City officials agreed to delay City Council’s scheduled approval of a new lease agreement with Market Square business owners, pulling the item from Thursday’s council agenda.
City staff and Market Square representatives met Wednesday morning to discuss how to move forward with a new lease agreement, Farmers Market Plaza Association president Yvette Ramirez said. City officials agreed to delay putting the lease in front of City Council members to vote on, and will start contract negotiations with Market Square tenants next week.
“I feel that they listened and understood the importance of not rushing this issue, and how important it was to not only to the tenants but to the community as a whole,” Ramirez said.
Tenants of the City-owned Market Square properties fought to amend a new lease offered by the City earlier this year. The City owns El Mercado, which is home to retail stores; Farmers Market Plaza, which has food and retail vendors; and the outdoor plaza spaces. The current leases expire June 30.
Councilman Roberto Treviño (D1) said that he intends to carry negotiations on through City Council’s July break and have lease terms ready for approval in August.
“They’re requesting a little more time,” Treviño said. “That helps them feel better about the contract, and we don’t want to have that creating any undue fear or concerns by the tenants.
“No tenants are being displaced, no tenants are being kicked out. What we’re focusing on and working hard to do is help lay the path forward in the best interest of the city, and the best interest of the community.”
The proposed lease agreement gives Market Square business owners four years, with an option to extend for another four years. Some Market Square tenants want to retain the ability to sell their business and their lease at the same time, which the City does not permit with its other properties, Treviño said. Since 2011, 39 Market Square tenants have sold both their business and leases, he said.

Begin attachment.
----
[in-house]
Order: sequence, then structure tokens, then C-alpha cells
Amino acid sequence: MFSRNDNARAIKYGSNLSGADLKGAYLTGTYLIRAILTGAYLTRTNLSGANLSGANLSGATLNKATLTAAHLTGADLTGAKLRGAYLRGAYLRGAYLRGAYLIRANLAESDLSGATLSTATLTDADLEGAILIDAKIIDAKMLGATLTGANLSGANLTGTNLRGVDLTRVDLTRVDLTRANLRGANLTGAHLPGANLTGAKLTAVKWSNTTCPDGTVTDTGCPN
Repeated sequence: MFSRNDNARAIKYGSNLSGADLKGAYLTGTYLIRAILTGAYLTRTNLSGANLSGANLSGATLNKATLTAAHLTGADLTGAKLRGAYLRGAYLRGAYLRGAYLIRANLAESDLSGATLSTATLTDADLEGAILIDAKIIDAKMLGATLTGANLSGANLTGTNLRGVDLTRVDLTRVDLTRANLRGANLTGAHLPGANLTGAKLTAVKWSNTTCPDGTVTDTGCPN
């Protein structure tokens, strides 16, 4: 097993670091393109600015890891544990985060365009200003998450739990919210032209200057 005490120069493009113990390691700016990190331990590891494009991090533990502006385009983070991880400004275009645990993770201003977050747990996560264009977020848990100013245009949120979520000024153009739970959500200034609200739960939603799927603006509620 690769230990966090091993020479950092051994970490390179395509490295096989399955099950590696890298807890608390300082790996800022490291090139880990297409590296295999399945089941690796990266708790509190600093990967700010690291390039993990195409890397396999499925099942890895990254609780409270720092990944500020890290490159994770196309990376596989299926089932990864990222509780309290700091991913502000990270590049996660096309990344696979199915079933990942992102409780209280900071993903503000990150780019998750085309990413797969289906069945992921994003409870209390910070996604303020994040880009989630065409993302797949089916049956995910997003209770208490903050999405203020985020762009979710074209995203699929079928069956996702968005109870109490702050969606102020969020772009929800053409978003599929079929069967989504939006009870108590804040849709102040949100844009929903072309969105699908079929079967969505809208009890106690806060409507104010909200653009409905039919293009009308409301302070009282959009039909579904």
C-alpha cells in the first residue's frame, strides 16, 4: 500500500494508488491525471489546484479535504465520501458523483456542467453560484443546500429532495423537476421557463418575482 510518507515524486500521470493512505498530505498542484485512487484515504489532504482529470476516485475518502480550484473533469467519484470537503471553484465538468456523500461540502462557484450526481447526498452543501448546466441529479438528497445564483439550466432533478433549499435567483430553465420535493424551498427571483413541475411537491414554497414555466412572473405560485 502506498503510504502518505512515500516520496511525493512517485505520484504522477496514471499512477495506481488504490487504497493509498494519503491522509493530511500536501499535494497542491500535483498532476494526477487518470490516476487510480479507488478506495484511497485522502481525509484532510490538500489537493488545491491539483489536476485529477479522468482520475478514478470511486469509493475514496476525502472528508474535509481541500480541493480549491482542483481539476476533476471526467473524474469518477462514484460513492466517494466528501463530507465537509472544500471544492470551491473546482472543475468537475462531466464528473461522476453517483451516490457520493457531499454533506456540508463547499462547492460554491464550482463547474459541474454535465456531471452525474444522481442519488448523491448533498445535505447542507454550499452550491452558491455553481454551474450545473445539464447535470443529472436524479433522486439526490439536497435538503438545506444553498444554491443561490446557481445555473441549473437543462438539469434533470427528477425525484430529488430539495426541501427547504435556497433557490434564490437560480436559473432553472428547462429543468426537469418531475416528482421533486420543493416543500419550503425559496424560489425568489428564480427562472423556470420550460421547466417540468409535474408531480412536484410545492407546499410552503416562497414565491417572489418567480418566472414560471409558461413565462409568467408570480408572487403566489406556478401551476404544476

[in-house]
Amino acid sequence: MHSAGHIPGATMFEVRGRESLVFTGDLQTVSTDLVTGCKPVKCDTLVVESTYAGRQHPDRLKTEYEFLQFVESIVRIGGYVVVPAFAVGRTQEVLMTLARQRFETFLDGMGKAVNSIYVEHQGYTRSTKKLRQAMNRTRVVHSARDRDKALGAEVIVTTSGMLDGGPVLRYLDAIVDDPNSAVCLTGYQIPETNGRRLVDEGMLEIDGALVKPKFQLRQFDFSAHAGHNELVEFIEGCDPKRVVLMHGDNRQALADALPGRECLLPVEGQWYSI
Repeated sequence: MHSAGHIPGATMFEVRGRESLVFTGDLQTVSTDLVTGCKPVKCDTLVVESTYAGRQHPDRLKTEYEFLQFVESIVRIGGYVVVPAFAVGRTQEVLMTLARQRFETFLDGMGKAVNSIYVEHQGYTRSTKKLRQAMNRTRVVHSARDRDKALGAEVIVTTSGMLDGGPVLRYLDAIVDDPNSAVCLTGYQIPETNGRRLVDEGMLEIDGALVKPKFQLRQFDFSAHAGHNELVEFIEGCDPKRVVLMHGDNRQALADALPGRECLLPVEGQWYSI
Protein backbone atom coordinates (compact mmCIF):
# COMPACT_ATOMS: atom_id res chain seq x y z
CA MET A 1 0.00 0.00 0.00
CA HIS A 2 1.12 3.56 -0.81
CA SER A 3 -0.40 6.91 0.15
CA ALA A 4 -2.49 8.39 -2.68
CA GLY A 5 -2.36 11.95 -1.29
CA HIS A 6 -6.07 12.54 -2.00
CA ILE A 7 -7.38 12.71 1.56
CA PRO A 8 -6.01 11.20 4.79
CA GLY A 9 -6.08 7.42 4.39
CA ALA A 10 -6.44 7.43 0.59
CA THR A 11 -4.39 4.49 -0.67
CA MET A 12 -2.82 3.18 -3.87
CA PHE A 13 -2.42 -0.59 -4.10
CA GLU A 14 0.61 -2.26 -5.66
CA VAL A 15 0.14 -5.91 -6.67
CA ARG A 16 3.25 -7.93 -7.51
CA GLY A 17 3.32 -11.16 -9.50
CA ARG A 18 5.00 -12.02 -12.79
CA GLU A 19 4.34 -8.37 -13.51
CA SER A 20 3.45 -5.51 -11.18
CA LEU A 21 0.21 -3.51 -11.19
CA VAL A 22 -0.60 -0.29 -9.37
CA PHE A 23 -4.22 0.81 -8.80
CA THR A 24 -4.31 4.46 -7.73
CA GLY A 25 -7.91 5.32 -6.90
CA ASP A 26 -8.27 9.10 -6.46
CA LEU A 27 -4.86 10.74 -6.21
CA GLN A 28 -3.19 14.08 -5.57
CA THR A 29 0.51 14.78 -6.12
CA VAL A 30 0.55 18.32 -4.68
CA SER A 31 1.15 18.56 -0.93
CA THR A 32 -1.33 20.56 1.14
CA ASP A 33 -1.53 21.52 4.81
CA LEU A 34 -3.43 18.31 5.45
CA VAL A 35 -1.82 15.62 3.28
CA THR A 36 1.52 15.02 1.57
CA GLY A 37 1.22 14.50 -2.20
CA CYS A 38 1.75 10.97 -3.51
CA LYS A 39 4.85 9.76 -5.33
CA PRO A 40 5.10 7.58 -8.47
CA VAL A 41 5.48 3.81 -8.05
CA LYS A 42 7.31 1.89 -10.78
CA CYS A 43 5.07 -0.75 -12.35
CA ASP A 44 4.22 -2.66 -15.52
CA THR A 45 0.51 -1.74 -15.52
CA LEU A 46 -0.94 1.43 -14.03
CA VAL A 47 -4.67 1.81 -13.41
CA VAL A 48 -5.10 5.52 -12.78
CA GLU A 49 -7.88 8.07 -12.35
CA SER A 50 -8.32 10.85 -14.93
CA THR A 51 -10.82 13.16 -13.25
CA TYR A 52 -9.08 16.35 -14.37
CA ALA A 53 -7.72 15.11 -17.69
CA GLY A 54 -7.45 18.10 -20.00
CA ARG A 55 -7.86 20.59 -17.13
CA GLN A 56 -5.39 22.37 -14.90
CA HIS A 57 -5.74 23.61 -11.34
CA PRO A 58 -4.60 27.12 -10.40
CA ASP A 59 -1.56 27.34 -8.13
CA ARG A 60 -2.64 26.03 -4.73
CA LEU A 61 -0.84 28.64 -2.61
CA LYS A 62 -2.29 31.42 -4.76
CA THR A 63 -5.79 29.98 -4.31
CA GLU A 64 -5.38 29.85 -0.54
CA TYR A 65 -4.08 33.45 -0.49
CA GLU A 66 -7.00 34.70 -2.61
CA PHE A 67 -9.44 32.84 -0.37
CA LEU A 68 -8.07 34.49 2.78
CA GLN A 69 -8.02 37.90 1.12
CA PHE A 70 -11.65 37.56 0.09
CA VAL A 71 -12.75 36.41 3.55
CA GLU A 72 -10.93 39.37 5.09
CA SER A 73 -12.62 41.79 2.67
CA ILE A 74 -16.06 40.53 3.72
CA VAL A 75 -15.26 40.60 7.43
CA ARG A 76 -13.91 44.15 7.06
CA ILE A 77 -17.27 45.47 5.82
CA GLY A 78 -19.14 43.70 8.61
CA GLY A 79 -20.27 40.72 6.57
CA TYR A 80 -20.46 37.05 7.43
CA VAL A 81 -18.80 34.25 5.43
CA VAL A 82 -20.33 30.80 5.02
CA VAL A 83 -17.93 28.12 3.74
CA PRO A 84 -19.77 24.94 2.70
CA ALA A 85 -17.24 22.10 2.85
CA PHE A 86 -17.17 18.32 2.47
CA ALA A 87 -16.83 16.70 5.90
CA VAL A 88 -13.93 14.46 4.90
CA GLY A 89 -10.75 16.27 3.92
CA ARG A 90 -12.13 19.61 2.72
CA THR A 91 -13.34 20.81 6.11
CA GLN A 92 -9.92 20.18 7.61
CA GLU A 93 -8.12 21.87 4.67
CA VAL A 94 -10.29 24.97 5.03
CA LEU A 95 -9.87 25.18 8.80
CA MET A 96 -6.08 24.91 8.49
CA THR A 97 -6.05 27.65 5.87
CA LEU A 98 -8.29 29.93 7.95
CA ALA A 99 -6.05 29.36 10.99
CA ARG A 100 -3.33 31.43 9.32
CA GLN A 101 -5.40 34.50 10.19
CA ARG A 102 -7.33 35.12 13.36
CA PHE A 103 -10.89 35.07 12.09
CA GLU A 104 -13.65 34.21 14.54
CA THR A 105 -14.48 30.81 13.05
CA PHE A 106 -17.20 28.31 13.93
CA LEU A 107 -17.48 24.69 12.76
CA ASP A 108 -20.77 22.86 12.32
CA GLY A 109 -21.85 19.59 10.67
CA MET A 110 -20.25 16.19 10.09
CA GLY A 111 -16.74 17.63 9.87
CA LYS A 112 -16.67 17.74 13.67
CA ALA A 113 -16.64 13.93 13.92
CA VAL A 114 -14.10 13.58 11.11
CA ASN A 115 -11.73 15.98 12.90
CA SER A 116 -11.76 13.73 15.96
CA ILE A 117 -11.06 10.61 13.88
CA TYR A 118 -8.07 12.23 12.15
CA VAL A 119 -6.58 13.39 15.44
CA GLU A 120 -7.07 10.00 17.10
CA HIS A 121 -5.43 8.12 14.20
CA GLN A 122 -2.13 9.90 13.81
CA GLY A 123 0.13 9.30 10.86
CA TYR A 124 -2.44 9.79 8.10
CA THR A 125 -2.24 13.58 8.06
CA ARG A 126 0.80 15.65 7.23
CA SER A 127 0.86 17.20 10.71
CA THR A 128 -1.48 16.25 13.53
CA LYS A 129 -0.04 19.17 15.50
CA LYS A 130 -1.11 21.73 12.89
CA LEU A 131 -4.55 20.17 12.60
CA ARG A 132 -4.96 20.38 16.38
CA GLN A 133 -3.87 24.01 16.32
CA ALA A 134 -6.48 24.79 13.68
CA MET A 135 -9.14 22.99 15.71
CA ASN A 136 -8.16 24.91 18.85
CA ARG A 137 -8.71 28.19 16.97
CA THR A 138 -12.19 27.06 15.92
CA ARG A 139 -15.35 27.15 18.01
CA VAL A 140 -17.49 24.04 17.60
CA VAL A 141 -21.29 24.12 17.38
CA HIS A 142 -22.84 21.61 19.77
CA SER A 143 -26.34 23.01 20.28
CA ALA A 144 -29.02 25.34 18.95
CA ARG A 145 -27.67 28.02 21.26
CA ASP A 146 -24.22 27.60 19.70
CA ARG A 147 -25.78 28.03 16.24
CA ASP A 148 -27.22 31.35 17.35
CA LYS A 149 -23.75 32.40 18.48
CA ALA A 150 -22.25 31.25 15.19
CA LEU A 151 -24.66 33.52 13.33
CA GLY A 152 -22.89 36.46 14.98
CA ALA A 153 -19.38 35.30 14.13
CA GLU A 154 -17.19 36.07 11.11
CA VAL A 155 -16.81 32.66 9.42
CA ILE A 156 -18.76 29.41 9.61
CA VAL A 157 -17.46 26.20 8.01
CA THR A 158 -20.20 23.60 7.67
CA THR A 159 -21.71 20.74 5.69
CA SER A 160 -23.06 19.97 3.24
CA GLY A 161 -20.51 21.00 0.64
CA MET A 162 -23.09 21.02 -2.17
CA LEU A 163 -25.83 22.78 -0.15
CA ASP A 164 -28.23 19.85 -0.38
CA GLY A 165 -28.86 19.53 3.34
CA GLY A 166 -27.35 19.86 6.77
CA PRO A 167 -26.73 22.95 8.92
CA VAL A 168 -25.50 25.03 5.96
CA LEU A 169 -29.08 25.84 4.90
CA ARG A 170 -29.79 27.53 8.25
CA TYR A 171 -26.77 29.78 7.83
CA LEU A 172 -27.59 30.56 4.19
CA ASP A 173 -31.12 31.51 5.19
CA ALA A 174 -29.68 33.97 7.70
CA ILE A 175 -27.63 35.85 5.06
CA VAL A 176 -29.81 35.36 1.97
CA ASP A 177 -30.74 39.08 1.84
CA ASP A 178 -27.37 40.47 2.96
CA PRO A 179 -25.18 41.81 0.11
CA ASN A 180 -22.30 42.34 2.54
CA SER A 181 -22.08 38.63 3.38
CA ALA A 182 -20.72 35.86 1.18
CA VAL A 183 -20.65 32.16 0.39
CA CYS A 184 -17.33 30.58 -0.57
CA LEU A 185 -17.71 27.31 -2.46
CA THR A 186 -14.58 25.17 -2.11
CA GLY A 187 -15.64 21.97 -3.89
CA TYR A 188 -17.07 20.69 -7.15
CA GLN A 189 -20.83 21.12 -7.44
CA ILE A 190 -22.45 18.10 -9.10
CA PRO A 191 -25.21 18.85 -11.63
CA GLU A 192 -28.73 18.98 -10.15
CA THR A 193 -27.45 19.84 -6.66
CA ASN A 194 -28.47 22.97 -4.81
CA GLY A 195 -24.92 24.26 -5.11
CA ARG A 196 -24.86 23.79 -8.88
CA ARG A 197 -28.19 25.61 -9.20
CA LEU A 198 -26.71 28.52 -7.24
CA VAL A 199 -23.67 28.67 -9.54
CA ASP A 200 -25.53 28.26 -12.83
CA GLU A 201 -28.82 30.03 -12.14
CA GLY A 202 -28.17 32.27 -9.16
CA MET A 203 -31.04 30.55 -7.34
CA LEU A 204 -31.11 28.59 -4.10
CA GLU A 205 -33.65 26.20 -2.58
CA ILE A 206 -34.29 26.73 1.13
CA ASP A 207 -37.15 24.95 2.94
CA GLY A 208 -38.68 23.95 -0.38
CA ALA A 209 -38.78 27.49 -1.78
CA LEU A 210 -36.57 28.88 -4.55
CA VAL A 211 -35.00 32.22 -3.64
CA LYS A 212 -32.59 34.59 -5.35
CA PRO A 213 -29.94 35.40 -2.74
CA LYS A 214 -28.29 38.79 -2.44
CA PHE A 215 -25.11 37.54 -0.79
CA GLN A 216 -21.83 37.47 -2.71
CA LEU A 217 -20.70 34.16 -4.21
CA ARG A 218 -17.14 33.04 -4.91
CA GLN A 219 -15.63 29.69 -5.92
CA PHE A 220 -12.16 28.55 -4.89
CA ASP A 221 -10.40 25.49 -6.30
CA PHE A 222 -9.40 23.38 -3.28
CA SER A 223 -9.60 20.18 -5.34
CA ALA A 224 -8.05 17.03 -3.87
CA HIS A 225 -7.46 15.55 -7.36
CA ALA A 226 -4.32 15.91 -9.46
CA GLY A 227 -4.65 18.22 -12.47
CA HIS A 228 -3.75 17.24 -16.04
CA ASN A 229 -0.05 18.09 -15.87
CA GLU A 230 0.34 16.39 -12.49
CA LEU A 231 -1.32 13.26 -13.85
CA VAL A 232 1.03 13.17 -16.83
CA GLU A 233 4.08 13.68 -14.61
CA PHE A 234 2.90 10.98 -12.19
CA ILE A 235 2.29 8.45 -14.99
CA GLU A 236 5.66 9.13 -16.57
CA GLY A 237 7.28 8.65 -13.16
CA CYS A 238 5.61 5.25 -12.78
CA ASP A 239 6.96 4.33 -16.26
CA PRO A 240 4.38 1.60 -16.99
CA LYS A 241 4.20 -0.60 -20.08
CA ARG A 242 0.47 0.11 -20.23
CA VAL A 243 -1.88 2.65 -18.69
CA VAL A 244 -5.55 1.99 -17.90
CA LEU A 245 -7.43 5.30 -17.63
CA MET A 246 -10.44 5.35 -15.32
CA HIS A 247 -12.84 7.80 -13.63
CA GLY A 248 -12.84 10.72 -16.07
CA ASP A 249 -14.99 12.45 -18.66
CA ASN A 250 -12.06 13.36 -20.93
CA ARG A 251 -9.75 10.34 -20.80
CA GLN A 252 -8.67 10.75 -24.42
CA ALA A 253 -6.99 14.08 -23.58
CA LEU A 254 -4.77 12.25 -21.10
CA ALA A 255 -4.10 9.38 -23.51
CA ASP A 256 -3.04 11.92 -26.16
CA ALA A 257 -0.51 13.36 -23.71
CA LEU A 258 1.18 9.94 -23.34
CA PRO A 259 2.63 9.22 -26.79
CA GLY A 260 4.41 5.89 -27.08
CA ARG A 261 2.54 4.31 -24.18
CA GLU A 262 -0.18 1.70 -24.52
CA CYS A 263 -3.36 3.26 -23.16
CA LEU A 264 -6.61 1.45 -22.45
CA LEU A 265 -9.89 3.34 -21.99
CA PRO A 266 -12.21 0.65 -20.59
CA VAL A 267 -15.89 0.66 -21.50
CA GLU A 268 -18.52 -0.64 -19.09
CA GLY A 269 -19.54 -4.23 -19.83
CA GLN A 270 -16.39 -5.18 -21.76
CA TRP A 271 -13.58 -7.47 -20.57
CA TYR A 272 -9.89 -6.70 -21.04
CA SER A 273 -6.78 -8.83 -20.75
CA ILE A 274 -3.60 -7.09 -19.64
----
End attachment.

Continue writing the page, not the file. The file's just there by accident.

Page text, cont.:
“The City would like to make sure that goes through a fair and open process, known as an RFP [request for proposal],” he said. “So if someone wants to sell their business they can, but the lease cannot be sold. It goes through an RFP process. We think this is important to the process, as we’re trying to be more inclusive of small businesses. This is a key element to that.”
Market Square tenants and supporters lobbied council members Tuesday at an Arts, Culture, and Heritage Committee meeting to return to the contract negotiating table. At the committee meeting, council members and citizens discussed how to plan for Market Square’s future. The City hopes to begin conducting surveys this month and have a report for Market Square in the fall.
Market Square tenants were able to gain more representation on the steering committee that will direct Market Square’s planning, Ramirez said. On Tuesday, Councilwoman Shirley Gonzales (D5) voiced her concern that only two people from the Market Square business associations represented the tenants’ interest.
“Now we make up a third of the total steering committee,” Ramirez said. “There will be five vendors total: two from each building, and of course one from the outside arts and crafts portion.”
Treviño said the planning process for Market Square’s future would not be affected by delaying approval of new lease terms.
“We got [the Market Square businesses’] commitment that they’ll be a part of that,” he said. “We will continue to move forward with them. And anybody else that anyone feels need to be included, we will include them as part of that and get started. Hopefully we’ll be able to be productive on the visioning process and come back early August and vote on the lease agreement.”
Ramirez said she was hopeful that all parties would be able to come to an agreement.
“We’re looking [forward] to working with the city and secure contracts that are fair and equitable for both sides,” she said.